0StartHTML:0000000237EndHTML:0000012500StartFragment:0000002872EndFragment:0000012464SourceURL:file://localhost/Users/koko/Desktop/CLT%20-%20AML/CLT%20-%20Assignment%20-%20CON-000234051%20-%20Draft%20-%2017Jan18.docSpecific Issues PEPs The report states thefirm has “no clear approach to identifying and dealing with politically exposedpersons (PEPs)”. This puts the firm at risk ofemployees being unable to recognise prospective or existing customers as PEPs,not having all the facts associated with a customer and therefore being unableto properly assess and manage associated risks.
The firm is also at risk ofnon-compliance with AML Acts and Regulations. In order to identifyPEPs, employees must be taught that a PEP is an individual who is or has, at anytime in the previous year, been entrusted with an important public function inBermuda (Domestic PEP), by a country or region outside of Bermuda (ForeignPEP), or by an international organisation (International Organisation PEP).Employees must be taught that Domestic and Foreign PEPs include heads of stateand government, ministers, members of parliament, senior government andpolitical party officials, supreme court judges, board members of centralbanks, senior officers in the armed forces, and senior executives ofstate-owned enterprises, and that International Organisation PEPs includesenior management, directors and deputy directors of an internationalorganization. PEPs present a higher risk to RFIsbecause a PEP’s position could make them susceptible to corruption, moneylaundering and other financial crimes.
Connection with ahigh-risk industry or jurisdiction could also increase the risk of doingbusiness with a PEP. These risks extend to a PEP’s family members and close associatesincluding their spouse, common law spouse, child, the child’s spouse or commonlaw spouse, parents, siblings, girlfriend, boyfriend, important members of thesame political party or organization, and individuals with close businessrelationships with the PEP. Failure to have policiesand procedures to identify and deal with PEPs points to an overall weakness inthe firm’s know your customer (KYC) and customer due diligence (CDD)procedures. Local and international standards dictate that a risk-basedapproach be applied to CDD. Measures taken and information collected shoulddepend on customer type, the business relationship, the expected nature oftransactions, and the extent such factors expose the firm to risks of moneylaundering and other financial crimes. The AML Acts and Regulations requireenhanced due diligence (EDD) measures be applied to all Foreign PEPs and toDomestic and International PEPs considered high-risk.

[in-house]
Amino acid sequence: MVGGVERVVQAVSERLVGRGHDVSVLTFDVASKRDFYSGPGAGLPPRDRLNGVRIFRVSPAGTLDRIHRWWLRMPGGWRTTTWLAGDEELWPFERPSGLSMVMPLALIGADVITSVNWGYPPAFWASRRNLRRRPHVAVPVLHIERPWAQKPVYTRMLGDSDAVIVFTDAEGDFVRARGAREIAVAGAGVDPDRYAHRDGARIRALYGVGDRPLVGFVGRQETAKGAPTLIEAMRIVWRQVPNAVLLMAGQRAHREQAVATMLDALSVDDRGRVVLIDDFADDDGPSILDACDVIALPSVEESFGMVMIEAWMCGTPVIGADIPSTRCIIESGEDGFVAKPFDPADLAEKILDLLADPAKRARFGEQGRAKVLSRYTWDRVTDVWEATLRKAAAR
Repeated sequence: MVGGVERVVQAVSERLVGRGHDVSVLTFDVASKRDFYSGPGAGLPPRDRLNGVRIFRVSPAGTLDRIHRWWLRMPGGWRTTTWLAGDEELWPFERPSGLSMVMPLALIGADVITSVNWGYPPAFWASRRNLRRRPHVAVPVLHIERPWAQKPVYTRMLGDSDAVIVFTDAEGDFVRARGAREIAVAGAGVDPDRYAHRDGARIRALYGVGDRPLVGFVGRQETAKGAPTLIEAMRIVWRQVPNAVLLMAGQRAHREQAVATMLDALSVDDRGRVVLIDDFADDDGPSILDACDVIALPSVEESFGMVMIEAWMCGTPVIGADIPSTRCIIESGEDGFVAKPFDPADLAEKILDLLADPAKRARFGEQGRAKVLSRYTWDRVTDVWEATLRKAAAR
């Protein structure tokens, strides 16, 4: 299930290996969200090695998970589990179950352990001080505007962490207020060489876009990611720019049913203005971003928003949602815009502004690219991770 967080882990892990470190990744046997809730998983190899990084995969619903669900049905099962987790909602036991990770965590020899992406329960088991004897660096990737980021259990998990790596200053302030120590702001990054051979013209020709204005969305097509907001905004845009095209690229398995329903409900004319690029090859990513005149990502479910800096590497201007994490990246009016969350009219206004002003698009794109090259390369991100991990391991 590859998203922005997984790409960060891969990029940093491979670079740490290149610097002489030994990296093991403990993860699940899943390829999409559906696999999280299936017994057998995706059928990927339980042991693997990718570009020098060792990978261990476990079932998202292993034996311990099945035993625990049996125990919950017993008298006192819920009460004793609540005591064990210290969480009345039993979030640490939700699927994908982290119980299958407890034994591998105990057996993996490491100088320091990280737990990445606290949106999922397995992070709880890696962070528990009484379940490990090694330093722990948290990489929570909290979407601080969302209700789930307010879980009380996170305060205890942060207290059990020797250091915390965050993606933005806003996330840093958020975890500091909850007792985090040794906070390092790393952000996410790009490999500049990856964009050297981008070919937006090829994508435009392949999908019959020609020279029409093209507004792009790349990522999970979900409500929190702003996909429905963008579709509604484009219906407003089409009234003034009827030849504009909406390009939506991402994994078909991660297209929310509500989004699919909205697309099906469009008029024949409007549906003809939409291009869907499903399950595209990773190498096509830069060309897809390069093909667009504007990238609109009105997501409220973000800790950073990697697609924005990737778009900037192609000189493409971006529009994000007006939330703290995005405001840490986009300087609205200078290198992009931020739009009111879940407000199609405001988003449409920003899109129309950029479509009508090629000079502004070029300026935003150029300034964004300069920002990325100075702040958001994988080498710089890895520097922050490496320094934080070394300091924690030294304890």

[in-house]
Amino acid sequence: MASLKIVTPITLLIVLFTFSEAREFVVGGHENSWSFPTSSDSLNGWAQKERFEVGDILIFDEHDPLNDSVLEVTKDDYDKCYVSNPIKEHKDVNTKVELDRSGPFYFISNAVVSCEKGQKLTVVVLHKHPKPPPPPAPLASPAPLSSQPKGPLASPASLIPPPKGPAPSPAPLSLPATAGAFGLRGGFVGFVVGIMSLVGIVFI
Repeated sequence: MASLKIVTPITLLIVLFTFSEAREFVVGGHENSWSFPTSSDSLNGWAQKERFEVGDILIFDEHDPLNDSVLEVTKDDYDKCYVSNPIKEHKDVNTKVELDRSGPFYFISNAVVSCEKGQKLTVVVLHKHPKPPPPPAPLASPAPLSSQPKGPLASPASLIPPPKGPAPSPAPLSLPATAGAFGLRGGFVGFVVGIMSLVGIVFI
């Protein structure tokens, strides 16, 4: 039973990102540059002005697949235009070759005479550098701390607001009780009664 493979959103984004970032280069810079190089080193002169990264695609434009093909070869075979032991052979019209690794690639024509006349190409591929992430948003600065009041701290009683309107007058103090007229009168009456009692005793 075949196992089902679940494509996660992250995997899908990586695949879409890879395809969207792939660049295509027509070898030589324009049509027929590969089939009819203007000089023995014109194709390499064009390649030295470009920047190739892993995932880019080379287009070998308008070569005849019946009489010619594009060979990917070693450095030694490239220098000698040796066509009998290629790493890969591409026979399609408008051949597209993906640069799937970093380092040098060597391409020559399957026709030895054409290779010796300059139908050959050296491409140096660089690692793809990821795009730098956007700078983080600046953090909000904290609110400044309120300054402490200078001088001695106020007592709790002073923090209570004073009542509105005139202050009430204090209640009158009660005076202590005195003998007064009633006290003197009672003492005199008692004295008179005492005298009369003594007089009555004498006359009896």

The firm must determineits risk appetite in relation to PEPs. That is, is it willing to establishbusiness relationships with PEPs or continue business relationships withexisting customers who are PEPs or who have become PEPs since establishment ofthe business relationship? Given the firm’s current lack of directive, it is myopinion that all PEPs be considered high-risk and therefore subject to EDDmeasures, and prospective and existing business relationships with PEPs shouldrequire senior management approval. Determining PEP statusshould be part of customer on boarding procedures. Existing CDD proceduresshould be amended to include a PEP self-identifying question in the ‘ComplianceForm for Individuals’. EDD in the form of additional checks and verificationsto identify PEPs and mitigate risks are needed and can be achieved through acombination of internet, media and social media searches, and subscriptions tocommercial databases like WorldCompliance or World-Check. EDDprocedures for PEPs should also apply to their family members and closeassociates. EDD procedures must be applied toexisting customers now and on an ongoing basis to ensure that none are PEPs orhave become PEPs since the establishment of thebusiness relationship.